Many children of migrants from Myanmar (Burma) living in Thailand are unable to access education because of family pressures to earn an income during the day. Following an outreach program conducted by World Education to assess the needs of migrant children, staff found that many children were indeed missing out on education because their parents needed them to work in the fields and in the shops to earn a daily wage for the family. As a result, World Education opened Literacy Centers in 2012 for all those children who could not attend school during the day. School in the Center begins in the evenings after work and provides a second chance to get an education to those who had previously dropped out of or not attended school.
Even when they are able to access education, many migrant children have not had it officially recognized. This is especially true for alternative education opportunities, and for those who would like to have their education recognized once they return to Myanmar. Students who cannot provide official documentation of their education completed in Thailand would need to start their education again from the beginning in Myanmar, a distressing prospect for parents and children. To address this problem, World Education began working in 2014 with government officials in Myanmar to organize a recognized education program using the government’s non-formal primary education (NFPE) program.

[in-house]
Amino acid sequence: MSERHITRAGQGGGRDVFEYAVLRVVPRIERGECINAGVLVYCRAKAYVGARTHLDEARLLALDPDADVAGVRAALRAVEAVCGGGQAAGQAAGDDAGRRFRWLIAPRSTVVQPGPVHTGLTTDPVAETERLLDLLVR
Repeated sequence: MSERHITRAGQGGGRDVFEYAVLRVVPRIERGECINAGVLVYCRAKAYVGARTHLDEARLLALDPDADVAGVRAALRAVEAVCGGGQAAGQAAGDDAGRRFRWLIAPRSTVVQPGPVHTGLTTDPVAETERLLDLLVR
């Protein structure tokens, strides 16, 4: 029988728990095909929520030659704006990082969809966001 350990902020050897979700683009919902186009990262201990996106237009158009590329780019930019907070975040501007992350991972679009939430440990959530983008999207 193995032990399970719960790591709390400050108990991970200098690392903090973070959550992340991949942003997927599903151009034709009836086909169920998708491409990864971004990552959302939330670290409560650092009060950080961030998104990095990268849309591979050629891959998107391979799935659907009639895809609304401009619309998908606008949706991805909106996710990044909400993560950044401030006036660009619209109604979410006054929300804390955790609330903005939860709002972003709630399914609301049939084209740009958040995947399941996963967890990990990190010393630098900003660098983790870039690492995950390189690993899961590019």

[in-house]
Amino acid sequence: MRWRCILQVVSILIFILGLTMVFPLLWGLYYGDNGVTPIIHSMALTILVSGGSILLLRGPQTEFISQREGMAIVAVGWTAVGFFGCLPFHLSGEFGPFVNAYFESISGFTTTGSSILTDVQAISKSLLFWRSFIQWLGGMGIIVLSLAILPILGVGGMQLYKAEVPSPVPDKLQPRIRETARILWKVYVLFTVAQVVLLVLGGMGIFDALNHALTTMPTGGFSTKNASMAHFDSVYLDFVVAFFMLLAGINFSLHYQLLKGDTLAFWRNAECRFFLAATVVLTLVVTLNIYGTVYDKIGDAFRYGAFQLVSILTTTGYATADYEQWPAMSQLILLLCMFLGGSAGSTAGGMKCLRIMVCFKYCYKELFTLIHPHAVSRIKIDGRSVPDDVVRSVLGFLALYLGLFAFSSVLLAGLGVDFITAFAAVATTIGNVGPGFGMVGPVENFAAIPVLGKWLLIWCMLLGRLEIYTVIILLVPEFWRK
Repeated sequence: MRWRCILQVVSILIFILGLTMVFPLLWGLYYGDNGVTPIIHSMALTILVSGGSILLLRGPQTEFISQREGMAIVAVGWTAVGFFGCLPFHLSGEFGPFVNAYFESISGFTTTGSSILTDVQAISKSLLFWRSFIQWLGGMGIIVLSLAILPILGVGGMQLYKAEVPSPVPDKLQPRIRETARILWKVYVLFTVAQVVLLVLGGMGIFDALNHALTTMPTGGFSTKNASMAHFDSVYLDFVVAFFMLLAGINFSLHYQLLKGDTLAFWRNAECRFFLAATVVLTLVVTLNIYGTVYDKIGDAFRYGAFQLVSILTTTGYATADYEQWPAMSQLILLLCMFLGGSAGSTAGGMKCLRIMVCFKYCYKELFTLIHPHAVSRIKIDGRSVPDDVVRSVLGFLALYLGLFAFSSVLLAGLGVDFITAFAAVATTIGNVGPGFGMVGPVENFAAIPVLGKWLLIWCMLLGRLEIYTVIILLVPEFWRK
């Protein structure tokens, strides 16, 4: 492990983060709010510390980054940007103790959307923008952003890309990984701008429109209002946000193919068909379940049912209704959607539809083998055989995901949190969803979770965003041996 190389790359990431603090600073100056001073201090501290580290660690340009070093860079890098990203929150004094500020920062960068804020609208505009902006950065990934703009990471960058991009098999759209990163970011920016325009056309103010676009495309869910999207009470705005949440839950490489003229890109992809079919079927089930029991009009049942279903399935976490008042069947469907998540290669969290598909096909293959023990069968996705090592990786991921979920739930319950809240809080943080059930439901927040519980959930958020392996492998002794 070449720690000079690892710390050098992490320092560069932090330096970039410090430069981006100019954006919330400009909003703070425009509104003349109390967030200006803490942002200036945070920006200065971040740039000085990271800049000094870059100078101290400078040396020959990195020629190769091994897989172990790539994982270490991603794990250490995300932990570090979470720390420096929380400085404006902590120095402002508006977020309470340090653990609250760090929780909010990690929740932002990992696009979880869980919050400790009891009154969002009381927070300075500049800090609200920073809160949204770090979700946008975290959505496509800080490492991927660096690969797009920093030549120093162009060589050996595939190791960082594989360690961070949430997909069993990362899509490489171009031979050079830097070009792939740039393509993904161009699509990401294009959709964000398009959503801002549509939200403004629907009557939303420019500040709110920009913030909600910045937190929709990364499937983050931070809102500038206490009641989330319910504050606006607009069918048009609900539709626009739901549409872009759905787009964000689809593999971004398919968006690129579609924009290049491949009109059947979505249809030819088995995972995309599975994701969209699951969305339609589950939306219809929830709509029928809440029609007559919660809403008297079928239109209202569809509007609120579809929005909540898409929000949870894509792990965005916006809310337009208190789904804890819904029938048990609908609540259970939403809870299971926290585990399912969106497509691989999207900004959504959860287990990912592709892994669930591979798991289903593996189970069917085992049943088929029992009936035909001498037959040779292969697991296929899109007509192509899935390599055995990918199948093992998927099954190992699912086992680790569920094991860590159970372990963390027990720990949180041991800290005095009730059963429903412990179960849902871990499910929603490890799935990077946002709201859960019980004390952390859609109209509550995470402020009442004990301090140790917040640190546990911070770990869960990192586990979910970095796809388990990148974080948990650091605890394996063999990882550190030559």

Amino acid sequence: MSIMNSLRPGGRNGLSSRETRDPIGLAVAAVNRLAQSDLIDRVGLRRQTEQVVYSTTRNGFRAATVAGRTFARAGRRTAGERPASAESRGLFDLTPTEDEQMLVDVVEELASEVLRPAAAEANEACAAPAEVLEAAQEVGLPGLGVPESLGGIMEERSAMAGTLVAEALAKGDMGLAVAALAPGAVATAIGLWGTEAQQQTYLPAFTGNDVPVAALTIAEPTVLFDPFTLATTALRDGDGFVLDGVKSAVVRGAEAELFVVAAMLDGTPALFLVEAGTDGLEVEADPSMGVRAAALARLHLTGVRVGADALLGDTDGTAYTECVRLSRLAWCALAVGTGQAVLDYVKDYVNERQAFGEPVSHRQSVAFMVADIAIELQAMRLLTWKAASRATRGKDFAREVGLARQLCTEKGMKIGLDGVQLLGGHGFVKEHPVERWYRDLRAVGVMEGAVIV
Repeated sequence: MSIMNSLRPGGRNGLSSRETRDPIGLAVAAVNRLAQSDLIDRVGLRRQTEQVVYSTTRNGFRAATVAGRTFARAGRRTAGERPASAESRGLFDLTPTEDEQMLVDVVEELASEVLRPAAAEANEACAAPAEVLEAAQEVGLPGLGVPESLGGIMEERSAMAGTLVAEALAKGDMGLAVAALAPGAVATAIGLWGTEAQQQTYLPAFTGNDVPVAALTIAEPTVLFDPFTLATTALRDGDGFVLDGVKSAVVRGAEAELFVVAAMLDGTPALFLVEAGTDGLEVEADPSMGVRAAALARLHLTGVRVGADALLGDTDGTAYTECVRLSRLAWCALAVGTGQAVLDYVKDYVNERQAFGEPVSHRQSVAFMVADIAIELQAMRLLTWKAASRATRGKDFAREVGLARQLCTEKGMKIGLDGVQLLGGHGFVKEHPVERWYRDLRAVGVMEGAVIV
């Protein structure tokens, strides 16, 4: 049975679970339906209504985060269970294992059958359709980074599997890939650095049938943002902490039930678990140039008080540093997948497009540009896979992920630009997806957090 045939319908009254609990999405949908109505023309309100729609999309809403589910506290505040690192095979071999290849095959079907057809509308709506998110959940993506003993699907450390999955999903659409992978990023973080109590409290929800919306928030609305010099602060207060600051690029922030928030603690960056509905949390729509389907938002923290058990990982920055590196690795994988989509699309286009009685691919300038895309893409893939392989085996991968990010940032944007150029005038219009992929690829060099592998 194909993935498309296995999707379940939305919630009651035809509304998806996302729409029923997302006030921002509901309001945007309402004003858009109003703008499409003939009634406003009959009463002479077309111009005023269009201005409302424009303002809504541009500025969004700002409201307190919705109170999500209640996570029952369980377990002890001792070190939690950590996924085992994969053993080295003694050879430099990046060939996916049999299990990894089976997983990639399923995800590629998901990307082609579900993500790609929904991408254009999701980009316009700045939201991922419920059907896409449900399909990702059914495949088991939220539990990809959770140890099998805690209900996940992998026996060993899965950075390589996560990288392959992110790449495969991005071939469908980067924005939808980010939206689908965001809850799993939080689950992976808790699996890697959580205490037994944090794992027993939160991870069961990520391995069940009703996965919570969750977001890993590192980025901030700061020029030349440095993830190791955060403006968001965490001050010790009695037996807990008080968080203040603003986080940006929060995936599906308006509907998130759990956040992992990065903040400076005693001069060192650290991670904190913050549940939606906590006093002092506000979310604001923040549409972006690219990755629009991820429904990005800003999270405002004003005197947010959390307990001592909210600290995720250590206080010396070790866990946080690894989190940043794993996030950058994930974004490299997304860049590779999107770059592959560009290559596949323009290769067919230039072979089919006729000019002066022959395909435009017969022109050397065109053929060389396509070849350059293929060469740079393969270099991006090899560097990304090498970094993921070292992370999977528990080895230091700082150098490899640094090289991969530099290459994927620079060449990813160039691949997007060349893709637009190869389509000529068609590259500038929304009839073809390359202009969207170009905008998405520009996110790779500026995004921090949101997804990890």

Due to the implementation of the NFPE program in the Literacy Centers in Thailand and the cooperation of Myanmar Ministry of Education officials, students age 10-14 are now able to receive a recognized certificate from the government for those students that complete the NFPE program. This will allow students to enroll in the formal school system, at their appropriate grade level, upon return to Myanmar. There are currently 34 Literacy Center students enrolled in the NFPE program. All of them have sat their final exams for the year and are looking forward to their results in April 2015.